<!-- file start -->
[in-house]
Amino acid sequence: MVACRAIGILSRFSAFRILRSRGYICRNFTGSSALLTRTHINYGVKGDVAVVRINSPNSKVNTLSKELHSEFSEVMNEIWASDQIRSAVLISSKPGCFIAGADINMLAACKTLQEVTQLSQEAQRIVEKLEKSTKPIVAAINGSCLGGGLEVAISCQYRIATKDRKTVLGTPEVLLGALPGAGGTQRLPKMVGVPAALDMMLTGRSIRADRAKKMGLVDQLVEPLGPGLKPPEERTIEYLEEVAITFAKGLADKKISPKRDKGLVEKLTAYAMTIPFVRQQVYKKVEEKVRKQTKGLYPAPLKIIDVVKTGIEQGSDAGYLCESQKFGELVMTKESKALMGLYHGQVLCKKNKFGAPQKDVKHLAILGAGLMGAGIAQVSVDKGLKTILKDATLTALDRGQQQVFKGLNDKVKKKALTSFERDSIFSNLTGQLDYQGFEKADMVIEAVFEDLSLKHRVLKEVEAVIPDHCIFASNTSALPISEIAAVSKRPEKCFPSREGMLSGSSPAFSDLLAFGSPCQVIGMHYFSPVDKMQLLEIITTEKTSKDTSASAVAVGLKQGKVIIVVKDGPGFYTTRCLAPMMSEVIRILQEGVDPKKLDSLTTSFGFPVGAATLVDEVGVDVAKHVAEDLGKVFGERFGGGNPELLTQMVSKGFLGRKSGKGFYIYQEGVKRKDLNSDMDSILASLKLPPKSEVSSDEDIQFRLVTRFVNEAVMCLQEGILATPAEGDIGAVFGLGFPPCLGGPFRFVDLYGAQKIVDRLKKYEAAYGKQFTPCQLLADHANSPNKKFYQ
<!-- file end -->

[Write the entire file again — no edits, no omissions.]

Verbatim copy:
[in-house]
Amino acid sequence: MVACRAIGILSRFSAFRILRSRGYICRNFTGSSALLTRTHINYGVKGDVAVVRINSPNSKVNTLSKELHSEFSEVMNEIWASDQIRSAVLISSKPGCFIAGADINMLAACKTLQEVTQLSQEAQRIVEKLEKSTKPIVAAINGSCLGGGLEVAISCQYRIATKDRKTVLGTPEVLLGALPGAGGTQRLPKMVGVPAALDMMLTGRSIRADRAKKMGLVDQLVEPLGPGLKPPEERTIEYLEEVAITFAKGLADKKISPKRDKGLVEKLTAYAMTIPFVRQQVYKKVEEKVRKQTKGLYPAPLKIIDVVKTGIEQGSDAGYLCESQKFGELVMTKESKALMGLYHGQVLCKKNKFGAPQKDVKHLAILGAGLMGAGIAQVSVDKGLKTILKDATLTALDRGQQQVFKGLNDKVKKKALTSFERDSIFSNLTGQLDYQGFEKADMVIEAVFEDLSLKHRVLKEVEAVIPDHCIFASNTSALPISEIAAVSKRPEKCFPSREGMLSGSSPAFSDLLAFGSPCQVIGMHYFSPVDKMQLLEIITTEKTSKDTSASAVAVGLKQGKVIIVVKDGPGFYTTRCLAPMMSEVIRILQEGVDPKKLDSLTTSFGFPVGAATLVDEVGVDVAKHVAEDLGKVFGERFGGGNPELLTQMVSKGFLGRKSGKGFYIYQEGVKRKDLNSDMDSILASLKLPPKSEVSSDEDIQFRLVTRFVNEAVMCLQEGILATPAEGDIGAVFGLGFPPCLGGPFRFVDLYGAQKIVDRLKKYEAAYGKQFTPCQLLADHANSPNKKFYQ